• Pihlajamäki, Harri K; Parviainen, Mickael C; Kautiainen, Hannu; Kiviranta, Ilkka (BioMed Central, 2017)
    Abstract Background Musculoskeletal disorders and injuries are common causes of morbidity and loss of active, physically demanding training days in military populations. We evaluated the incidence, diagnosis, and risk factors of knee disorders and injuries in male Finnish military conscripts. Methods The study population comprised 5 cohorts of 1000 men performing their military service, classified according to birth year (1969, 1974, 1979, 1984, and 1989). Follow-up time for each conscript was the individual conscript’s full, completed military service period. Data for each man were collected from a standard pre-information questionnaire used by defense force healthcare officials and from all original medical reports of the garrison healthcare centers. Background variables for risk factor analysis included the conscripts’ service data, i.e., service class (A, B), length of military service, age, height, weight, body mass index (BMI), underweight, overweight, obesity, smoking habit, education, diseases, injuries, and subjective symptoms. Results Of the 4029 conscripts, 853 visited healthcare professionals for knee symptoms during their military service, and 103 of these had suffered a knee injury. Independent risk factors for the incidence of knee symptoms were: older age; service class A; overweight (BMI 25.0–29.9 kg/m2); smoking habit; comprehensive school education only; and self-reported previous symptoms of the musculoskeletal, respiratory, and gastrointestinal system. The majority of visits to garrison healthcare services due to knee symptoms occurred during the first few months of military service. Knee symptoms were negatively correlated with self-reported mental and behavioral disorders. Conclusions The present study highlights the frequency of knee disorders and injuries in young men during physically demanding military training. One-fifth of the male conscripts visited defense force healthcare professionals due to knee symptoms during their service period. Independent risk factors for the incidence of knee symptoms during military service were age at military service; military service class A; overweight; smoking habit; comprehensive school education only; and self-reported previous symptoms of the musculoskeletal system, respiratory system, or gastrointestinal system. These risk factors should be considered when planning and implementing procedures to reduce knee disorders and injuries during compulsory military service.
  • Taipale, Heidi; Koponen, Marjaana; Tanskanen, Antti; Lavikainen, Piia; Sund, Reijo; Tiihonen, Jari; Hartikainen, Sirpa; Tolppanen, Anna-Maija (BioMed Central, 2017)
    Abstract Background Antidepressant use has been associated with an increased risk of falling, but no studies have been conducted on whether antidepressant use is associated with an increased risk of head injuries which often result from falling among older persons. The objective of this study was to investigate the risk of head and brain injuries associated with antidepressant use among community-dwelling persons with Alzheimer’s disease. Methods A matched cohort study was conducted by comparing new antidepressant users (n = 10,910) with two matched nonusers (n = 21,820) in the MEDALZ study cohort. The MEDALZ cohort includes all community-dwelling persons newly diagnosed with Alzheimer’s disease between 2005 and 2011 in Finland. Incident antidepressant users were identified based on register-based dispensing data from the Prescription register with a 1-year washout period for antidepressant use. Nonusers were matched with users based on age, gender, and time since Alzheimer’s disease diagnosis. The outcome events were defined as any head injuries and traumatic brain injuries based on diagnoses in Hospital Discharge and Causes of Death registers. Propensity score adjusted Cox proportional hazard models were utilized. Sensitivity analyses with case-crossover design were conducted. All registers are linkable with unique personal identification numbers assigned for each resident. Results Antidepressant use was associated with an increased risk of head injuries (age-adjusted event rate per 100 person-years 2.98 (95% confidence interval (CI) 2.49–3.06) during use and 2.43 (95% CI 2.06–2.35) during nonuse, adjusted hazard ratio (HR) 1.35, 95% CI 1.20–1.52) and traumatic brain injuries (age-adjusted event rate per 100 person-years 1.33 (95% CI 1.13–1.53) during use and 1.10 (95% CI 1.00–1.20) during nonuse, adjusted HR 1.26, 95% CI 1.06–1.50). The risk was highest during the first 30 days of use (HR 1.71, 95% CI 1.10–2.66 for head injuries; HR 2.06, 95% CI 1.12–3.82 for traumatic brain injuries) and remained at an elevated level for head injuries for over 2 years of use. In case-crossover analyses, antidepressant use was consistently associated with a higher risk of head injuries. Conclusions Antidepressant use was associated with an increased risk of the most severe outcomes, head and brain injuries, in persons with Alzheimer’s disease. Antidepressant use should be carefully considered and the association confirmed in future studies.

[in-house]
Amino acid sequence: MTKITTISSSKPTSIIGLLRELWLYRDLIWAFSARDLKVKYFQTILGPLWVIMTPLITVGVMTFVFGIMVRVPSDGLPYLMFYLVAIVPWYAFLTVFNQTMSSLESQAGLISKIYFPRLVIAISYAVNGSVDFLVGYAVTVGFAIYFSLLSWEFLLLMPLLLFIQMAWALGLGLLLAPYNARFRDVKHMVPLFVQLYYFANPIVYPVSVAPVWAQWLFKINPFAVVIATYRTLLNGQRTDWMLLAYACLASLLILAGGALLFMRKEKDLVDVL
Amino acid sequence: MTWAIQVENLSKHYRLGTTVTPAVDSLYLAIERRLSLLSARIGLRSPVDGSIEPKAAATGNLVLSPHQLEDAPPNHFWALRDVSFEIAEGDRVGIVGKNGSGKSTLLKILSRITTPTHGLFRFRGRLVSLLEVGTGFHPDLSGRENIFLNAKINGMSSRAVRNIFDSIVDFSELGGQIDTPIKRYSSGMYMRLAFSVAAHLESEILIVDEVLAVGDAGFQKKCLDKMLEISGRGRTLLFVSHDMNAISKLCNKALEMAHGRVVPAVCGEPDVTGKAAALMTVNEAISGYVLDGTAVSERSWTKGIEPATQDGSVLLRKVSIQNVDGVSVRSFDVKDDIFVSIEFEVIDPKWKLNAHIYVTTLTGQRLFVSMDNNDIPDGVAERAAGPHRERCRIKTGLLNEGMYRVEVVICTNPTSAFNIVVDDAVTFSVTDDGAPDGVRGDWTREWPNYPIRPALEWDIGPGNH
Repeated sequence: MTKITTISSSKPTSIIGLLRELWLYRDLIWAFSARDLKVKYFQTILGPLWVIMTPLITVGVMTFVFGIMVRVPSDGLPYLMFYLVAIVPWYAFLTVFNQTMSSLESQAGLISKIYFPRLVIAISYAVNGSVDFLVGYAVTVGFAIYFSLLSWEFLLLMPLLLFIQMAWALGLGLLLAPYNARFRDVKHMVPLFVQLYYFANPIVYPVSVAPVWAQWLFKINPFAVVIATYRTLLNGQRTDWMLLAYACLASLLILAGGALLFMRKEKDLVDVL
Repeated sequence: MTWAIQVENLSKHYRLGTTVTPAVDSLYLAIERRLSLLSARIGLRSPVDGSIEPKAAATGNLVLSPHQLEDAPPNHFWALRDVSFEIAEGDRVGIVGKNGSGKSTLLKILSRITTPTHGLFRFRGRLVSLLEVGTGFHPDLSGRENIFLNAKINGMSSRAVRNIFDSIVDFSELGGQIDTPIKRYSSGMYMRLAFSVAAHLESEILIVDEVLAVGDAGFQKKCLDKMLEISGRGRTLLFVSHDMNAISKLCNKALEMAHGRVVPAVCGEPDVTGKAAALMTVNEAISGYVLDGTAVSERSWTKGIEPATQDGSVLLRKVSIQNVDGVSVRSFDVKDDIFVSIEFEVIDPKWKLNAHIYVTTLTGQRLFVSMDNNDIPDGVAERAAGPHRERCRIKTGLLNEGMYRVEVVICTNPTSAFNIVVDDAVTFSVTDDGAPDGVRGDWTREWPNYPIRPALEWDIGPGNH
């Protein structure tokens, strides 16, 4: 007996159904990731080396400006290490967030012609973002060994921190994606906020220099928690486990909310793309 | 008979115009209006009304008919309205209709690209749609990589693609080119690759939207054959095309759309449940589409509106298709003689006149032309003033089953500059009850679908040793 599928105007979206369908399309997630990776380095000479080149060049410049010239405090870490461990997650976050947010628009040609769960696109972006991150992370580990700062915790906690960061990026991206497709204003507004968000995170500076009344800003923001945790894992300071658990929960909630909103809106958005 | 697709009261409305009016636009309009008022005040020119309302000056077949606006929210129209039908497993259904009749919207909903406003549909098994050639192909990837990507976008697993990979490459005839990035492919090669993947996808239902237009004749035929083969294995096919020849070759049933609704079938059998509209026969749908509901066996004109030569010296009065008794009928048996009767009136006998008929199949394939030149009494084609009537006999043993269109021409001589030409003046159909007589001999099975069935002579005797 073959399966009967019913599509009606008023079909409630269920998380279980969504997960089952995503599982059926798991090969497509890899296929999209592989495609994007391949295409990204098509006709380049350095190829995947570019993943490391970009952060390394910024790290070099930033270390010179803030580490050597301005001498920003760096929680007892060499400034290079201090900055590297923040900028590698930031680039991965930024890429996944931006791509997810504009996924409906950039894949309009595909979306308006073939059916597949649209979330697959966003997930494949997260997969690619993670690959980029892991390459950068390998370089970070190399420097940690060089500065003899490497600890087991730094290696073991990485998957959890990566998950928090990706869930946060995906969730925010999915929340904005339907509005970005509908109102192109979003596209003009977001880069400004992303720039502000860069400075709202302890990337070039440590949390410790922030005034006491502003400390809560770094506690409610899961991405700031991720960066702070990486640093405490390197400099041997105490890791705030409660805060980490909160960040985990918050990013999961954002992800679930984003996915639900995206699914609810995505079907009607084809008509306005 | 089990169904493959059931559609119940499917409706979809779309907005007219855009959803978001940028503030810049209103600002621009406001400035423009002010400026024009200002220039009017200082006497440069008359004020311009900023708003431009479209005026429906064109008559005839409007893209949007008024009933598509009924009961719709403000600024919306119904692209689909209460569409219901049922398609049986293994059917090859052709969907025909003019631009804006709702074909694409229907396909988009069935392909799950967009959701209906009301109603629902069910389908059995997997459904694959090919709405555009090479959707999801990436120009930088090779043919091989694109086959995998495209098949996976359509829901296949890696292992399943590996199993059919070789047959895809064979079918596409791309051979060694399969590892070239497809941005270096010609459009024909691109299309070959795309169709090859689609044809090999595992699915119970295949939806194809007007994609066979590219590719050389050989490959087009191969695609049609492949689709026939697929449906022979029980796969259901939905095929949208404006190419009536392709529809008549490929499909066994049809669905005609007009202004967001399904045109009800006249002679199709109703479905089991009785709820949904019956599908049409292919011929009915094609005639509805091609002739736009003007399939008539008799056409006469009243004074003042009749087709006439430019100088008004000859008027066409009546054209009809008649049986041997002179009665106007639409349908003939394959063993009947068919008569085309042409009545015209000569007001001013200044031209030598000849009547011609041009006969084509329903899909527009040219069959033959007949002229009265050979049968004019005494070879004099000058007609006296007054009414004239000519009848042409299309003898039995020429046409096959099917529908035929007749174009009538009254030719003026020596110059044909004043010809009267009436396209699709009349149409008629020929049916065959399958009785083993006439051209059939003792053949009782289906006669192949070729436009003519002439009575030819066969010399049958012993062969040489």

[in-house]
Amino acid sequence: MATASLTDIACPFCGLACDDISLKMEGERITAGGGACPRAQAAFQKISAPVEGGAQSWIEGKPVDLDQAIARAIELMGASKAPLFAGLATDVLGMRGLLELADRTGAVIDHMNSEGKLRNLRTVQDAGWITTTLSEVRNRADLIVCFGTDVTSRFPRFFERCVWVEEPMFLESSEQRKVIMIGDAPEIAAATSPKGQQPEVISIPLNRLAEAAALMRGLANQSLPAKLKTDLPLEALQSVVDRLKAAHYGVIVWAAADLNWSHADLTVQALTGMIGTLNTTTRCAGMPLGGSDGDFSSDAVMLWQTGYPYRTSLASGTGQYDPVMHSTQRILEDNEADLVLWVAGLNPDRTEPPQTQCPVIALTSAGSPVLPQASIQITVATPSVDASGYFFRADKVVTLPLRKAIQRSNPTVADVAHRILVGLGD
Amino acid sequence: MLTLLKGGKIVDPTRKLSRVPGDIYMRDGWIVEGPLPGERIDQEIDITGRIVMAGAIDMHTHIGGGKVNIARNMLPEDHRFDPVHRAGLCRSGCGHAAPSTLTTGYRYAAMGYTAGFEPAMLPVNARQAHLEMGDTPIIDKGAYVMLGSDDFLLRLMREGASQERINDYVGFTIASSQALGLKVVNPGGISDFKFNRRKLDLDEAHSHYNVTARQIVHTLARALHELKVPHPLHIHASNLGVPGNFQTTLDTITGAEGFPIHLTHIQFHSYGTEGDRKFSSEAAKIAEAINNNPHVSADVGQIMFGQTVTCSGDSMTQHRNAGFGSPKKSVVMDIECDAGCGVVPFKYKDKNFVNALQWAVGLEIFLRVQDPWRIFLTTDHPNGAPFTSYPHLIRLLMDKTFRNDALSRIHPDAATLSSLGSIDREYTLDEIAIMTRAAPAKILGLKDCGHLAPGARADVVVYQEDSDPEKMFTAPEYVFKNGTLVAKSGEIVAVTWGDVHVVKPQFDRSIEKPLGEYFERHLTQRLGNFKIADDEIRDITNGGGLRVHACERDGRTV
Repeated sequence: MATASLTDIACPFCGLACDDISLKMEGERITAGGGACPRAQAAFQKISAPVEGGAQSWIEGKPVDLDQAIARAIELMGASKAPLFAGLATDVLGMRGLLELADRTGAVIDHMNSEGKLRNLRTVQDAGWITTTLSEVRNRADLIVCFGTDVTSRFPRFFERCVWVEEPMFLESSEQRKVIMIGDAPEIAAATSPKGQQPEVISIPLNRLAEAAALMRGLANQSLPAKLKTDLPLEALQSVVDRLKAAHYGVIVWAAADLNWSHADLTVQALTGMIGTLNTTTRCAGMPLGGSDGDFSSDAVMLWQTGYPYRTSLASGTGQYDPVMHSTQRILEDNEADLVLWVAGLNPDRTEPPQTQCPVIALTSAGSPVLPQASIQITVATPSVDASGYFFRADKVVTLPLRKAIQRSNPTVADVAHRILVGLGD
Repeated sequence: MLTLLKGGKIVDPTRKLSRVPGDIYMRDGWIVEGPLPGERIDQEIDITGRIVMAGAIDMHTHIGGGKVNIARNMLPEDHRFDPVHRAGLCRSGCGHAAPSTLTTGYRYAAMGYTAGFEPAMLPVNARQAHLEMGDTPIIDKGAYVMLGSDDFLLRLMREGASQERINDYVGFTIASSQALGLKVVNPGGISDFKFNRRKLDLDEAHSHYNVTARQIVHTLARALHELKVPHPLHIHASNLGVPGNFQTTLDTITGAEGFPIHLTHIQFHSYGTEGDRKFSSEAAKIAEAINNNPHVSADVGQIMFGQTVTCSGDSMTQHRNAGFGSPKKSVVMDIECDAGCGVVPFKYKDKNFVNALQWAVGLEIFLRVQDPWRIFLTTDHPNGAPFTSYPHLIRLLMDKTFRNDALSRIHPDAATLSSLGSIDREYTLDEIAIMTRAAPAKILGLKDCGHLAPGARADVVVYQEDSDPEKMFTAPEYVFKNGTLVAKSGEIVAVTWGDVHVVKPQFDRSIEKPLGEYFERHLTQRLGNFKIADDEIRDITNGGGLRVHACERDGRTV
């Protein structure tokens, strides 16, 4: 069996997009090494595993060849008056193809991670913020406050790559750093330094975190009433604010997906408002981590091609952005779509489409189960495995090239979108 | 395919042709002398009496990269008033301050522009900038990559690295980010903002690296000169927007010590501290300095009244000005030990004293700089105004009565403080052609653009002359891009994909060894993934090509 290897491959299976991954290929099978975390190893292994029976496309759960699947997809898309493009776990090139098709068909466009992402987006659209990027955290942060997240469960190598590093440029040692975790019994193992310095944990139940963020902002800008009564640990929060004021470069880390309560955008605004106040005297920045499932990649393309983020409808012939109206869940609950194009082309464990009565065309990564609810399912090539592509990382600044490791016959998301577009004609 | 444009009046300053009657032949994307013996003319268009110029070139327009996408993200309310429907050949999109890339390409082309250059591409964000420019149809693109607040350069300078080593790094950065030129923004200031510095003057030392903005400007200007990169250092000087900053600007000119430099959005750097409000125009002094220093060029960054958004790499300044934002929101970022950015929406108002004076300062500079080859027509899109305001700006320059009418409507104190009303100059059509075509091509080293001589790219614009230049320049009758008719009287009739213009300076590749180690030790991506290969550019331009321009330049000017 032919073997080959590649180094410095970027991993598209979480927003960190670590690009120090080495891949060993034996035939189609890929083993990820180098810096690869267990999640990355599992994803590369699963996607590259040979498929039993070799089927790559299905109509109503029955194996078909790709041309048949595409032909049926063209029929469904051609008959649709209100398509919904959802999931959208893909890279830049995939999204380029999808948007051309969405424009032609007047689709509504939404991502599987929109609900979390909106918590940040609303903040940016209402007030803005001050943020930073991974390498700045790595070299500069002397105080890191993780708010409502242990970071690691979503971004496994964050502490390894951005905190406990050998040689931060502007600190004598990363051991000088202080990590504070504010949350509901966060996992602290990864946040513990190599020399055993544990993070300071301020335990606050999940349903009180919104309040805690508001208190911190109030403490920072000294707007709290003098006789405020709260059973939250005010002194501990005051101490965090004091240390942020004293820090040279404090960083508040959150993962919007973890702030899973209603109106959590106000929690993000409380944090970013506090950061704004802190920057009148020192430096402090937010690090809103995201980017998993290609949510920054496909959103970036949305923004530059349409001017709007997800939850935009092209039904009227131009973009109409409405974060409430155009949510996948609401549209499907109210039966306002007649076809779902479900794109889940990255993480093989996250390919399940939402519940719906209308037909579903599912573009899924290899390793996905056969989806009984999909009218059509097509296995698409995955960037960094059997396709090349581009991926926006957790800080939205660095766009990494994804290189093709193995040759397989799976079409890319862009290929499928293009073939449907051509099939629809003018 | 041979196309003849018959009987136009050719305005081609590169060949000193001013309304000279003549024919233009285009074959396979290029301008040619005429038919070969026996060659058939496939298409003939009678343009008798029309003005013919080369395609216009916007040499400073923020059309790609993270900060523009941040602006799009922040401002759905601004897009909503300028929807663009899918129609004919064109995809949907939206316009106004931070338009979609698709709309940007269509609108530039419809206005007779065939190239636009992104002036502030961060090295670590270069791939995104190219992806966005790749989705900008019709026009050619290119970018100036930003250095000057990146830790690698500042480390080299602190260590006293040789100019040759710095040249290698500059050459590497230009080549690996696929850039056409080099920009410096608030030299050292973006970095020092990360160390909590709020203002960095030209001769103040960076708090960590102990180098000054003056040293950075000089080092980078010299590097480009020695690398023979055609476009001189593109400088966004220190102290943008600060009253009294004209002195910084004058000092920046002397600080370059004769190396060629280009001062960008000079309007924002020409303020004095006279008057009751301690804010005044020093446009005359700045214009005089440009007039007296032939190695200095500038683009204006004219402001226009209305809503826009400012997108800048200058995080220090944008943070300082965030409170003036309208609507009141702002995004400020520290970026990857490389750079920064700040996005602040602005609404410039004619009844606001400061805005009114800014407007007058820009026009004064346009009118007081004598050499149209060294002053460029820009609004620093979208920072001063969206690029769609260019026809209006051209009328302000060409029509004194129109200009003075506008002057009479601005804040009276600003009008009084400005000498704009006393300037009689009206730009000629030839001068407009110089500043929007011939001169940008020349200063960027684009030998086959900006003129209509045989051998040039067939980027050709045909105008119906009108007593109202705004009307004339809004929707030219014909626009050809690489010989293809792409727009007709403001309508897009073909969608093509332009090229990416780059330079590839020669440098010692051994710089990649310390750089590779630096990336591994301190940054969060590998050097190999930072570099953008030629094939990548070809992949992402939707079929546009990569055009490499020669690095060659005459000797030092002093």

• Nordgren, Heli; Vapalahti, Katariina; Vapalahti, Olli; Sukura, Antti; Virtala, Anna-Maija (BioMed Central, 2017)
    Abstract Background In 2007, a previously unrecorded disease, fur animal epidemic necrotic pyoderma (FENP), was detected in farmed mink (Neovision vision), foxes (Vulpes lagopus) and Finnraccoons (Nyctereutes procyonoides) in Finland. Symptoms included severe pyoderma with increased mortality, causing both animal welfare problems and economic losses. In 2011, an epidemiologic questionnaire was mailed to all members of the Finnish Fur Breeders’ Association to assess the occurrence of FENP from 2009 through the first 6 months of 2011. The aim was to describe the geographical distribution and detailed clinical signs of FENP, as well as sources of infection and potential risk factors for the disease. Results A total of 239 farmers (25%) returned the questionnaire. Clinical signs of FENP were observed in 40% (95% CI 34–46%) of the study farms. In addition, the survey clarified the specific clinical signs for different animal species. The presence of disease was associated with the importation of mink, especially from Denmark (OR 9.3, 95% CI 2.6–33.0). The transmission route between Finnish farms was associated with fur animal purchases. Some risk factors such as the farm type were also indicated. As such, FENP was detected more commonly on farms with more than one species of fur animal in comparison to farms with, for example, only foxes (OR 4.6, 95% CI 2.4–8.6), and the incidence was higher on farms with over 750 breeder mink compared to smaller farms (OR 3.8, 95% CI 1.6–9.0). Contact between fur animals and birds and other wildlife increased the risk of FENP on farms. Responses also indicated that blocking the entry of wildlife to the animal premises protected against FENP. Conclusions FENP was most likely introduced to Finland by imported mink and spread further within the country via domestically purchased fur animals. Some potential risk factors, such as the type and size of the farm and contact with wildlife, contributed to the spread of FENP. Escape-proof shelter buildings block the entry of wildlife, thus protecting fur animals against FENP.